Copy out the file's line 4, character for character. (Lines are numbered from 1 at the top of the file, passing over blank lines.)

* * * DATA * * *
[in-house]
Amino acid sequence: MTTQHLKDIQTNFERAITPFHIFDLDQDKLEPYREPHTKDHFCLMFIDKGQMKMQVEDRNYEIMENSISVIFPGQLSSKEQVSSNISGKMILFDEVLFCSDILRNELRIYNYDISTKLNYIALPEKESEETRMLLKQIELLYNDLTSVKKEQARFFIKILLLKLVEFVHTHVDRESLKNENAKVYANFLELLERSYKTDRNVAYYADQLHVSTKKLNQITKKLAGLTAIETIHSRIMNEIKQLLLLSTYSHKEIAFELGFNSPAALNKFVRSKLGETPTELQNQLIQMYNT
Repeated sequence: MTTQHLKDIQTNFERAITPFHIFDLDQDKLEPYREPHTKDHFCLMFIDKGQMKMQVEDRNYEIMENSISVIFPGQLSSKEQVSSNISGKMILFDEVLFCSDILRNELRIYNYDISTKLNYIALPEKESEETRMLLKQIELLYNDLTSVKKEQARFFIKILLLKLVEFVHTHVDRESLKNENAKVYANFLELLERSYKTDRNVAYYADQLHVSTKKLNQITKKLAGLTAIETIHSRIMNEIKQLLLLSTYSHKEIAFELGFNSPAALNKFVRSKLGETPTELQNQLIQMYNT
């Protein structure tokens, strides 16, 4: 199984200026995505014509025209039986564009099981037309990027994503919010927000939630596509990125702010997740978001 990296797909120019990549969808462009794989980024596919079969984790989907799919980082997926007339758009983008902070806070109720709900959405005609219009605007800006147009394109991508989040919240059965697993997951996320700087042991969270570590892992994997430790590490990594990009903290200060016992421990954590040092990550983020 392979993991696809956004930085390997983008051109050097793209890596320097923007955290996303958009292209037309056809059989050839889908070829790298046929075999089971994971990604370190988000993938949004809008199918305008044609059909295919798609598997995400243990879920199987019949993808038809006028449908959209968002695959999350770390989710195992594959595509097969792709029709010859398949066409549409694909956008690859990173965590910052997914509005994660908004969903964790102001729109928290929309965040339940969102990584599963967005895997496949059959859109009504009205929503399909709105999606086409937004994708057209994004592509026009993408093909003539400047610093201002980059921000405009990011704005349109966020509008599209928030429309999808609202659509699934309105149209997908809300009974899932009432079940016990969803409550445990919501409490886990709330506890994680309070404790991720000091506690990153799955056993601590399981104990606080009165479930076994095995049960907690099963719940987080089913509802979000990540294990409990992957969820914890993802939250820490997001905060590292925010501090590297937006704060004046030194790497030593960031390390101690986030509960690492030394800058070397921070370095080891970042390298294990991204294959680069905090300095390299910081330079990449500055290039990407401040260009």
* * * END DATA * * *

């Protein structure tokens, strides 16, 4: 199984200026995505014509025209039986564009099981037309990027994503919010927000939630596509990125702010997740978001 990296797909120019990549969808462009794989980024596919079969984790989907799919980082997926007339758009983008902070806070109720709900959405005609219009605007800006147009394109991508989040919240059965697993997951996320700087042991969270570590892992994997430790590490990594990009903290200060016992421990954590040092990550983020 392979993991696809956004930085390997983008051109050097793209890596320097923007955290996303958009292209037309056809059989050839889908070829790298046929075999089971994971990604370190988000993938949004809008199918305008044609059909295919798609598997995400243990879920199987019949993808038809006028449908959209968002695959999350770390989710195992594959595509097969792709029709010859398949066409549409694909956008690859990173965590910052997914509005994660908004969903964790102001729109928290929309965040339940969102990584599963967005895997496949059959859109009504009205929503399909709105999606086409937004994708057209994004592509026009993408093909003539400047610093201002980059921000405009990011704005349109966020509008599209928030429309999808609202659509699934309105149209997908809300009974899932009432079940016990969803409550445990919501409490886990709330506890994680309070404790991720000091506690990153799955056993601590399981104990606080009165479930076994095995049960907690099963719940987080089913509802979000990540294990409990992957969820914890993802939250820490997001905060590292925010501090590297937006704060004046030194790497030593960031390390101690986030509960690492030394800058070397921070370095080891970042390298294990991204294959680069905090300095390299910081330079990449500055290039990407401040260009």